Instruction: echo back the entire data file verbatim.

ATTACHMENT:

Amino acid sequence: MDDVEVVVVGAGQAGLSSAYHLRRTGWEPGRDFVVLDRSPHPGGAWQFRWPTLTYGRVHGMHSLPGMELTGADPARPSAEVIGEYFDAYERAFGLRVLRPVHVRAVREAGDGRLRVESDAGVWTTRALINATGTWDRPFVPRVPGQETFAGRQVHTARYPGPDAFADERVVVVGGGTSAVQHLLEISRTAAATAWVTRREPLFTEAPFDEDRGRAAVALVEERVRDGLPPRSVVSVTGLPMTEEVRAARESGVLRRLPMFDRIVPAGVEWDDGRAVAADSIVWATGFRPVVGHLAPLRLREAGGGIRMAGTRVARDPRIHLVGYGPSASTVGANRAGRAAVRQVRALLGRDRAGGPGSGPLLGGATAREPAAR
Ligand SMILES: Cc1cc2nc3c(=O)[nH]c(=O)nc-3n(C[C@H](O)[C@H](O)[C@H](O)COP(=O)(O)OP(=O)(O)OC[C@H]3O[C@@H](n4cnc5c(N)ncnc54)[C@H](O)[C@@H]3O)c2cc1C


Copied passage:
Amino acid sequence: MDDVEVVVVGAGQAGLSSAYHLRRTGWEPGRDFVVLDRSPHPGGAWQFRWPTLTYGRVHGMHSLPGMELTGADPARPSAEVIGEYFDAYERAFGLRVLRPVHVRAVREAGDGRLRVESDAGVWTTRALINATGTWDRPFVPRVPGQETFAGRQVHTARYPGPDAFADERVVVVGGGTSAVQHLLEISRTAAATAWVTRREPLFTEAPFDEDRGRAAVALVEERVRDGLPPRSVVSVTGLPMTEEVRAARESGVLRRLPMFDRIVPAGVEWDDGRAVAADSIVWATGFRPVVGHLAPLRLREAGGGIRMAGTRVARDPRIHLVGYGPSASTVGANRAGRAAVRQVRALLGRDRAGGPGSGPLLGGATAREPAAR
Ligand SMILES: Cc1cc2nc3c(=O)[nH]c(=O)nc-3n(C[C@H](O)[C@H](O)[C@H](O)COP(=O)(O)OP(=O)(O)OC[C@H]3O[C@@H](n4cnc5c(N)ncnc54)[C@H](O)[C@@H]3O)c2cc1C